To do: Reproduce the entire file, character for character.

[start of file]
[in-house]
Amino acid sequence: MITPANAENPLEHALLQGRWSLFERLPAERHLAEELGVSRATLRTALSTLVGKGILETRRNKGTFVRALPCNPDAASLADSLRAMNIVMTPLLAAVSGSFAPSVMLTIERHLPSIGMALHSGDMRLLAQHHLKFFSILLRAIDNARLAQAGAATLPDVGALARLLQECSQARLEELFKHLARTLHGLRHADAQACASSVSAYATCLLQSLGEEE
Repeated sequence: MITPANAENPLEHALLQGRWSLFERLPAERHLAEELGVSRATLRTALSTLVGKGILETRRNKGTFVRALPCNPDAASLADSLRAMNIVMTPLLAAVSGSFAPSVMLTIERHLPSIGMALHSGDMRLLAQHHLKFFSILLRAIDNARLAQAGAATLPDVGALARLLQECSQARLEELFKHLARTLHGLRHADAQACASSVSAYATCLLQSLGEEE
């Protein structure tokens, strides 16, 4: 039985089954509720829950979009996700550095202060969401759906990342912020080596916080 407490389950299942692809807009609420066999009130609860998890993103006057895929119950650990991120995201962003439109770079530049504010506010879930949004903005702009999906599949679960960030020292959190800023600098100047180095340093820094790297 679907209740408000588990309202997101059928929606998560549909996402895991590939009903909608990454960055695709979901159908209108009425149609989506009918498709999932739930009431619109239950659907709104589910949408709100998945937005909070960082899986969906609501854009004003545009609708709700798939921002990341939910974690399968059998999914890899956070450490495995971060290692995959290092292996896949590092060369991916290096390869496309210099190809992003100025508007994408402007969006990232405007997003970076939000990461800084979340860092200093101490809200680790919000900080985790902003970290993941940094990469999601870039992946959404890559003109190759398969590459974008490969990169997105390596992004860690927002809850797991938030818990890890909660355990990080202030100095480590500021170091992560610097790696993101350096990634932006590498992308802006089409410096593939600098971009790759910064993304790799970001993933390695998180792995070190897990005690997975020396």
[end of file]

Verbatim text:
[in-house]
Amino acid sequence: MITPANAENPLEHALLQGRWSLFERLPAERHLAEELGVSRATLRTALSTLVGKGILETRRNKGTFVRALPCNPDAASLADSLRAMNIVMTPLLAAVSGSFAPSVMLTIERHLPSIGMALHSGDMRLLAQHHLKFFSILLRAIDNARLAQAGAATLPDVGALARLLQECSQARLEELFKHLARTLHGLRHADAQACASSVSAYATCLLQSLGEEE
Repeated sequence: MITPANAENPLEHALLQGRWSLFERLPAERHLAEELGVSRATLRTALSTLVGKGILETRRNKGTFVRALPCNPDAASLADSLRAMNIVMTPLLAAVSGSFAPSVMLTIERHLPSIGMALHSGDMRLLAQHHLKFFSILLRAIDNARLAQAGAATLPDVGALARLLQECSQARLEELFKHLARTLHGLRHADAQACASSVSAYATCLLQSLGEEE
């Protein structure tokens, strides 16, 4: 039985089954509720829950979009996700550095202060969401759906990342912020080596916080 407490389950299942692809807009609420066999009130609860998890993103006057895929119950650990991120995201962003439109770079530049504010506010879930949004903005702009999906599949679960960030020292959190800023600098100047180095340093820094790297 679907209740408000588990309202997101059928929606998560549909996402895991590939009903909608990454960055695709979901159908209108009425149609989506009918498709999932739930009431619109239950659907709104589910949408709100998945937005909070960082899986969906609501854009004003545009609708709700798939921002990341939910974690399968059998999914890899956070450490495995971060290692995959290092292996896949590092060369991916290096390869496309210099190809992003100025508007994408402007969006990232405007997003970076939000990461800084979340860092200093101490809200680790919000900080985790902003970290993941940094990469999601870039992946959404890559003109190759398969590459974008490969990169997105390596992004860690927002809850797991938030818990890890909660355990990080202030100095480590500021170091992560610097790696993101350096990634932006590498992308802006089409410096593939600098971009790759910064993304790799970001993933390695998180792995070190897990005690997975020396």